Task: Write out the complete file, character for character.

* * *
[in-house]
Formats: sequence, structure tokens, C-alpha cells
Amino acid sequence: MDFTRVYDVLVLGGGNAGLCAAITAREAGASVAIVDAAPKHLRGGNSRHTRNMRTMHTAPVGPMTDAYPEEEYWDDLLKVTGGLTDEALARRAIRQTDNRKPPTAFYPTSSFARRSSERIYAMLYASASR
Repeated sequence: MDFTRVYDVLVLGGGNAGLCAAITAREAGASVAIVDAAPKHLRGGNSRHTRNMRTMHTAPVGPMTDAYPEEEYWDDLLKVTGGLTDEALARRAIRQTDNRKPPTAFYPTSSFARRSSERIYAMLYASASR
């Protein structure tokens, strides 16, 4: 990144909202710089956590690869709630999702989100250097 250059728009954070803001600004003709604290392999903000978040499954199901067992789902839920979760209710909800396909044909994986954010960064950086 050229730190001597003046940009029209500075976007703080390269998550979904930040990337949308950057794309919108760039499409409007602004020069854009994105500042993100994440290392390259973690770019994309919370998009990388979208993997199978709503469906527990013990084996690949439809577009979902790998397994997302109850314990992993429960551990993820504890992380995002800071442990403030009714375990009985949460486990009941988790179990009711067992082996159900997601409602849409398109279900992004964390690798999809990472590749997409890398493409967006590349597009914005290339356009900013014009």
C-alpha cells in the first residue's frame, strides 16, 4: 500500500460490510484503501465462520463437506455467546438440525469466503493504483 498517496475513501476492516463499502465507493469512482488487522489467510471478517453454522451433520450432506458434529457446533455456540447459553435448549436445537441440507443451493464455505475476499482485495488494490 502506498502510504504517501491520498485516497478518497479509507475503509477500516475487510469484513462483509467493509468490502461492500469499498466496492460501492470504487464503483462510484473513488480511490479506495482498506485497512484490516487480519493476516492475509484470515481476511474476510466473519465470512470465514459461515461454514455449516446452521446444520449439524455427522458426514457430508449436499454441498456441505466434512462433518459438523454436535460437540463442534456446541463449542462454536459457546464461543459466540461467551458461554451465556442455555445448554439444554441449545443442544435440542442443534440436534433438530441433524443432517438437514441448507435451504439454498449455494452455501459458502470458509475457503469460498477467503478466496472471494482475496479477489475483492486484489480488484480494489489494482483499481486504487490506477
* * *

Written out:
[in-house]
Formats: sequence, structure tokens, C-alpha cells
Amino acid sequence: MDFTRVYDVLVLGGGNAGLCAAITAREAGASVAIVDAAPKHLRGGNSRHTRNMRTMHTAPVGPMTDAYPEEEYWDDLLKVTGGLTDEALARRAIRQTDNRKPPTAFYPTSSFARRSSERIYAMLYASASR
Repeated sequence: MDFTRVYDVLVLGGGNAGLCAAITAREAGASVAIVDAAPKHLRGGNSRHTRNMRTMHTAPVGPMTDAYPEEEYWDDLLKVTGGLTDEALARRAIRQTDNRKPPTAFYPTSSFARRSSERIYAMLYASASR
């Protein structure tokens, strides 16, 4: 990144909202710089956590690869709630999702989100250097 250059728009954070803001600004003709604290392999903000978040499954199901067992789902839920979760209710909800396909044909994986954010960064950086 050229730190001597003046940009029209500075976007703080390269998550979904930040990337949308950057794309919108760039499409409007602004020069854009994105500042993100994440290392390259973690770019994309919370998009990388979208993997199978709503469906527990013990084996690949439809577009979902790998397994997302109850314990992993429960551990993820504890992380995002800071442990403030009714375990009985949460486990009941988790179990009711067992082996159900997601409602849409398109279900992004964390690798999809990472590749997409890398493409967006590349597009914005290339356009900013014009």
C-alpha cells in the first residue's frame, strides 16, 4: 500500500460490510484503501465462520463437506455467546438440525469466503493504483 498517496475513501476492516463499502465507493469512482488487522489467510471478517453454522451433520450432506458434529457446533455456540447459553435448549436445537441440507443451493464455505475476499482485495488494490 502506498502510504504517501491520498485516497478518497479509507475503509477500516475487510469484513462483509467493509468490502461492500469499498466496492460501492470504487464503483462510484473513488480511490479506495482498506485497512484490516487480519493476516492475509484470515481476511474476510466473519465470512470465514459461515461454514455449516446452521446444520449439524455427522458426514457430508449436499454441498456441505466434512462433518459438523454436535460437540463442534456446541463449542462454536459457546464461543459466540461467551458461554451465556442455555445448554439444554441449545443442544435440542442443534440436534433438530441433524443432517438437514441448507435451504439454498449455494452455501459458502470458509475457503469460498477467503478466496472471494482475496479477489475483492486484489480488484480494489489494482483499481486504487490506477